As a layperson in the field of computer graphics, I rarely see practical applications of algorithms that take 3D geometry as the input (along with some camera and lighting parameters) and output the 2D geometry of a projection, with (self-)occlusion removed. This seems to be uncommon even for simple 3D geometry such as triangle or tetrahedral meshes, let alone for 3D spline surfaces.
At the same time, I can see demand for this: Architects, for instance, might like the ability to export SVG files from their CAD software, and scientists might prefer to have their 3D graphs as SVG files.
In contrast, algorithms that take 3D geometry as the input and output a rasterized 2D image are very common. We even have special hardware for these.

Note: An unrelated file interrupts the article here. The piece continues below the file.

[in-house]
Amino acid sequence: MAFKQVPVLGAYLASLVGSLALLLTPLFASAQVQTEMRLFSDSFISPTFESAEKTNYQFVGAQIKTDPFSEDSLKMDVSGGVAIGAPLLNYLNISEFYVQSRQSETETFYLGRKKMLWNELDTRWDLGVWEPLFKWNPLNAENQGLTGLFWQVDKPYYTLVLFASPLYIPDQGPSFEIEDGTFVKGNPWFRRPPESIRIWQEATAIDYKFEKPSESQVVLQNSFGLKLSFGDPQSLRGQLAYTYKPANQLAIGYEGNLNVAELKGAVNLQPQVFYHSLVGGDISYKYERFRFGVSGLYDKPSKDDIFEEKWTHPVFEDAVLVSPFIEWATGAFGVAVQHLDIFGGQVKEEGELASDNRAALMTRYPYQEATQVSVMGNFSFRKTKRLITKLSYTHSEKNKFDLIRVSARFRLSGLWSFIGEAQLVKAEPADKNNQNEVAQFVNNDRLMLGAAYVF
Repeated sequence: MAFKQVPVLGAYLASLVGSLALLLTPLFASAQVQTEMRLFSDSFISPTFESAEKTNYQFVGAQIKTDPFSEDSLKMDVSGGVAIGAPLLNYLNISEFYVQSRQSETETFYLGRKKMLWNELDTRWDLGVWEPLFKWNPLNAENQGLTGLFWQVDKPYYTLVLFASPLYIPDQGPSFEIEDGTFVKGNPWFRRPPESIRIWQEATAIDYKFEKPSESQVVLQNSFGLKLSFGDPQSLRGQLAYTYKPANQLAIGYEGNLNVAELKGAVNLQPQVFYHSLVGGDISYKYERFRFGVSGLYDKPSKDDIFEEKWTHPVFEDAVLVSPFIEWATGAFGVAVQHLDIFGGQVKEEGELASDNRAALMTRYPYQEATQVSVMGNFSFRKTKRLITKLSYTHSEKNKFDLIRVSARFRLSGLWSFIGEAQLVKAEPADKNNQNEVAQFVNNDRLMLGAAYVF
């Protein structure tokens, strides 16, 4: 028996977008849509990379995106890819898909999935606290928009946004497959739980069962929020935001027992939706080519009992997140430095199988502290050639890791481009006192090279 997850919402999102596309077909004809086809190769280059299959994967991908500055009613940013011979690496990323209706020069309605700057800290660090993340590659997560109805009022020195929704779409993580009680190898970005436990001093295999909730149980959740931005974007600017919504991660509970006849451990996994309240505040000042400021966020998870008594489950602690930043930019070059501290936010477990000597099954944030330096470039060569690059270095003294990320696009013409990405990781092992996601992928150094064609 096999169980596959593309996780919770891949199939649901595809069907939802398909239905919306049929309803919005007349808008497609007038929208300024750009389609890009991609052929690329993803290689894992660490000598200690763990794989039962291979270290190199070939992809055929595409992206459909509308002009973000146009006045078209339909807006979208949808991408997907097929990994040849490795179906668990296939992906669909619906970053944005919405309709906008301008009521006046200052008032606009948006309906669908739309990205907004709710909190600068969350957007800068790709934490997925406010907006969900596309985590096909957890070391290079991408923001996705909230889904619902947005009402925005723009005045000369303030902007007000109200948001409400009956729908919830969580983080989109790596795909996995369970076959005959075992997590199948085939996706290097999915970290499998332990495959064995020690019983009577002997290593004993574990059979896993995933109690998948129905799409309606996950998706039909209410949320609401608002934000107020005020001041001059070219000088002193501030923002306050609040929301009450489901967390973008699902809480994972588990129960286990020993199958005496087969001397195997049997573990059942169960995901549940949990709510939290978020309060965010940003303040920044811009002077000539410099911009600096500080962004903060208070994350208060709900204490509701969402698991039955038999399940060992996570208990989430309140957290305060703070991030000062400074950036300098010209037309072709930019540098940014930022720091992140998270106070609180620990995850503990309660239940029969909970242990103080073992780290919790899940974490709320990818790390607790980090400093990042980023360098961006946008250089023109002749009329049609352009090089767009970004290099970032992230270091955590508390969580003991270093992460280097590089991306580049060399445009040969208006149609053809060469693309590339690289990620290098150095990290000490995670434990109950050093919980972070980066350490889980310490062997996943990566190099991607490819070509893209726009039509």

My questions are:
What are real practical applications of 3D geometry to 2D geometry projection and occlusion handling? For example, are such algorithms typically used as an intermediate step before rasterizing the projection views in CAD software?
What are obstacles? (Does the form of projections of splines become too complex? Is the occlusion handling NP-hard for spline surfaces, and hard to approximate?)